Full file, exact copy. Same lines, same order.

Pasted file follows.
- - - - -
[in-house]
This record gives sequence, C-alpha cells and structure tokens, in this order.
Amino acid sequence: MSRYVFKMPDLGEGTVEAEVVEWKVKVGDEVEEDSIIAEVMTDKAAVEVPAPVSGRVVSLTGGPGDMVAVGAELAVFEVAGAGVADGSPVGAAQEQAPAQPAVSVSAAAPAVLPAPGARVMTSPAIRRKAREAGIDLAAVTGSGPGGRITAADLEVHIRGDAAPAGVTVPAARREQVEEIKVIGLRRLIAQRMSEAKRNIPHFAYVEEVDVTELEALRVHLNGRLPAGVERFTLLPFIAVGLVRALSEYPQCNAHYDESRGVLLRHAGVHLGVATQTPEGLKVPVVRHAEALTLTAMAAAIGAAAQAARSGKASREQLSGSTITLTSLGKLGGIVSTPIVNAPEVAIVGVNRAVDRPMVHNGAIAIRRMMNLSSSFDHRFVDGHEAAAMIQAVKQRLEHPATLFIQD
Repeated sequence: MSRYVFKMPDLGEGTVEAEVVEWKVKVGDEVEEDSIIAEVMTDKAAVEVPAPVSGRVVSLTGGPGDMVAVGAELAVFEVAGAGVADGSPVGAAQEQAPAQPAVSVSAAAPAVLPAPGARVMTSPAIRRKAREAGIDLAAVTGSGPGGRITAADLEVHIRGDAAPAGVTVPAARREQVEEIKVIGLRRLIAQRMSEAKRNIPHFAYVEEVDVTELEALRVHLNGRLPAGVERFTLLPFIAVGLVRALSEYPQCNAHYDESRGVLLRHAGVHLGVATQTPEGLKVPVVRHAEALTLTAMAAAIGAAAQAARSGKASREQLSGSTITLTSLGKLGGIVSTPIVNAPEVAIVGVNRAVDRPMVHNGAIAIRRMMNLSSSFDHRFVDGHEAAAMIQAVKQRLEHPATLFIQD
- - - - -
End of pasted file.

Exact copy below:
[in-house]
This record gives sequence, C-alpha cells and structure tokens, in this order.
Amino acid sequence: MSRYVFKMPDLGEGTVEAEVVEWKVKVGDEVEEDSIIAEVMTDKAAVEVPAPVSGRVVSLTGGPGDMVAVGAELAVFEVAGAGVADGSPVGAAQEQAPAQPAVSVSAAAPAVLPAPGARVMTSPAIRRKAREAGIDLAAVTGSGPGGRITAADLEVHIRGDAAPAGVTVPAARREQVEEIKVIGLRRLIAQRMSEAKRNIPHFAYVEEVDVTELEALRVHLNGRLPAGVERFTLLPFIAVGLVRALSEYPQCNAHYDESRGVLLRHAGVHLGVATQTPEGLKVPVVRHAEALTLTAMAAAIGAAAQAARSGKASREQLSGSTITLTSLGKLGGIVSTPIVNAPEVAIVGVNRAVDRPMVHNGAIAIRRMMNLSSSFDHRFVDGHEAAAMIQAVKQRLEHPATLFIQD
Repeated sequence: MSRYVFKMPDLGEGTVEAEVVEWKVKVGDEVEEDSIIAEVMTDKAAVEVPAPVSGRVVSLTGGPGDMVAVGAELAVFEVAGAGVADGSPVGAAQEQAPAQPAVSVSAAAPAVLPAPGARVMTSPAIRRKAREAGIDLAAVTGSGPGGRITAADLEVHIRGDAAPAGVTVPAARREQVEEIKVIGLRRLIAQRMSEAKRNIPHFAYVEEVDVTELEALRVHLNGRLPAGVERFTLLPFIAVGLVRALSEYPQCNAHYDESRGVLLRHAGVHLGVATQTPEGLKVPVVRHAEALTLTAMAAAIGAAAQAARSGKASREQLSGSTITLTSLGKLGGIVSTPIVNAPEVAIVGVNRAVDRPMVHNGAIAIRRMMNLSSSFDHRFVDGHEAAAMIQAVKQRLEHPATLFIQD